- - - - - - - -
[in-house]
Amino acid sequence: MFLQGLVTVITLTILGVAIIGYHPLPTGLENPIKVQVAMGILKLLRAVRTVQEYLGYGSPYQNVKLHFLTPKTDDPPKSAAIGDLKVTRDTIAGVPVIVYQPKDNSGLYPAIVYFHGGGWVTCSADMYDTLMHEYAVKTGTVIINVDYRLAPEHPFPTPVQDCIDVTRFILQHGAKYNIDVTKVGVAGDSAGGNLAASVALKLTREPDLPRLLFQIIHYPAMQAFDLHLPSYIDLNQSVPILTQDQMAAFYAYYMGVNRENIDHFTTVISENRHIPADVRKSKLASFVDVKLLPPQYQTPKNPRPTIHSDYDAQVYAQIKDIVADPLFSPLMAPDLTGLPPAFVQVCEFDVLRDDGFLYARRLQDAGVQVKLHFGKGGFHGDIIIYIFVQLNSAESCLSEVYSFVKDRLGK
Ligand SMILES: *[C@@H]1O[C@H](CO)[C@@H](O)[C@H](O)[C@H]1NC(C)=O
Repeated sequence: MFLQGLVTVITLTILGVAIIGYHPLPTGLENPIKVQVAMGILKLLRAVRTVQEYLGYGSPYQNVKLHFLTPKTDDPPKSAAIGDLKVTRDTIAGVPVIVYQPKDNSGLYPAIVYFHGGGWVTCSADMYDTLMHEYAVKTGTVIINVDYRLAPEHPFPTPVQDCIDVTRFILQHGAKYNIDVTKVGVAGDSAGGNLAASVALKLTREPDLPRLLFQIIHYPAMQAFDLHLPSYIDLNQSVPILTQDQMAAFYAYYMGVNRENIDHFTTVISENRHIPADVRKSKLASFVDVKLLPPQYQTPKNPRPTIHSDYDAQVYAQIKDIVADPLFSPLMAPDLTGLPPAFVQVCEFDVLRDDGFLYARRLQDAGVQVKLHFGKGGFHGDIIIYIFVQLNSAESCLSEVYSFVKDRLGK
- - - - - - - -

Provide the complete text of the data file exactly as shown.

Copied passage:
[in-house]
Amino acid sequence: MFLQGLVTVITLTILGVAIIGYHPLPTGLENPIKVQVAMGILKLLRAVRTVQEYLGYGSPYQNVKLHFLTPKTDDPPKSAAIGDLKVTRDTIAGVPVIVYQPKDNSGLYPAIVYFHGGGWVTCSADMYDTLMHEYAVKTGTVIINVDYRLAPEHPFPTPVQDCIDVTRFILQHGAKYNIDVTKVGVAGDSAGGNLAASVALKLTREPDLPRLLFQIIHYPAMQAFDLHLPSYIDLNQSVPILTQDQMAAFYAYYMGVNRENIDHFTTVISENRHIPADVRKSKLASFVDVKLLPPQYQTPKNPRPTIHSDYDAQVYAQIKDIVADPLFSPLMAPDLTGLPPAFVQVCEFDVLRDDGFLYARRLQDAGVQVKLHFGKGGFHGDIIIYIFVQLNSAESCLSEVYSFVKDRLGK
Ligand SMILES: *[C@@H]1O[C@H](CO)[C@@H](O)[C@H](O)[C@H]1NC(C)=O
Repeated sequence: MFLQGLVTVITLTILGVAIIGYHPLPTGLENPIKVQVAMGILKLLRAVRTVQEYLGYGSPYQNVKLHFLTPKTDDPPKSAAIGDLKVTRDTIAGVPVIVYQPKDNSGLYPAIVYFHGGGWVTCSADMYDTLMHEYAVKTGTVIINVDYRLAPEHPFPTPVQDCIDVTRFILQHGAKYNIDVTKVGVAGDSAGGNLAASVALKLTREPDLPRLLFQIIHYPAMQAFDLHLPSYIDLNQSVPILTQDQMAAFYAYYMGVNRENIDHFTTVISENRHIPADVRKSKLASFVDVKLLPPQYQTPKNPRPTIHSDYDAQVYAQIKDIVADPLFSPLMAPDLTGLPPAFVQVCEFDVLRDDGFLYARRLQDAGVQVKLHFGKGGFHGDIIIYIFVQLNSAESCLSEVYSFVKDRLGK